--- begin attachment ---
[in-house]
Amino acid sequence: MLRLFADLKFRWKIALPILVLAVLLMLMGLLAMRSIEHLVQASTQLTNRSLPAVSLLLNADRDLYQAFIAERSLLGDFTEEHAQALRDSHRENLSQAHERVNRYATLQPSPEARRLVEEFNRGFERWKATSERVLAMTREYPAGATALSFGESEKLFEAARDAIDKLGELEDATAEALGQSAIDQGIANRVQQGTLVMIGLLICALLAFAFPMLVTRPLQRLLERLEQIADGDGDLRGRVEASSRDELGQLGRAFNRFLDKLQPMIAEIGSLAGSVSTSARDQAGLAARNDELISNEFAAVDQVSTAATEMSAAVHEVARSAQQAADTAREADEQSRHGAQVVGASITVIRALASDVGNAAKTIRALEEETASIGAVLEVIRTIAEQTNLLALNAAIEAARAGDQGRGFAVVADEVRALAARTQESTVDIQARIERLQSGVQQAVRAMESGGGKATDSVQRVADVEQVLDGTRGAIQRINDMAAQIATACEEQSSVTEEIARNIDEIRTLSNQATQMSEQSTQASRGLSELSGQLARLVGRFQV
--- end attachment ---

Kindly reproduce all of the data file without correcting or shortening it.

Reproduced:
[in-house]
Amino acid sequence: MLRLFADLKFRWKIALPILVLAVLLMLMGLLAMRSIEHLVQASTQLTNRSLPAVSLLLNADRDLYQAFIAERSLLGDFTEEHAQALRDSHRENLSQAHERVNRYATLQPSPEARRLVEEFNRGFERWKATSERVLAMTREYPAGATALSFGESEKLFEAARDAIDKLGELEDATAEALGQSAIDQGIANRVQQGTLVMIGLLICALLAFAFPMLVTRPLQRLLERLEQIADGDGDLRGRVEASSRDELGQLGRAFNRFLDKLQPMIAEIGSLAGSVSTSARDQAGLAARNDELISNEFAAVDQVSTAATEMSAAVHEVARSAQQAADTAREADEQSRHGAQVVGASITVIRALASDVGNAAKTIRALEEETASIGAVLEVIRTIAEQTNLLALNAAIEAARAGDQGRGFAVVADEVRALAARTQESTVDIQARIERLQSGVQQAVRAMESGGGKATDSVQRVADVEQVLDGTRGAIQRINDMAAQIATACEEQSSVTEEIARNIDEIRTLSNQATQMSEQSTQASRGLSELSGQLARLVGRFQV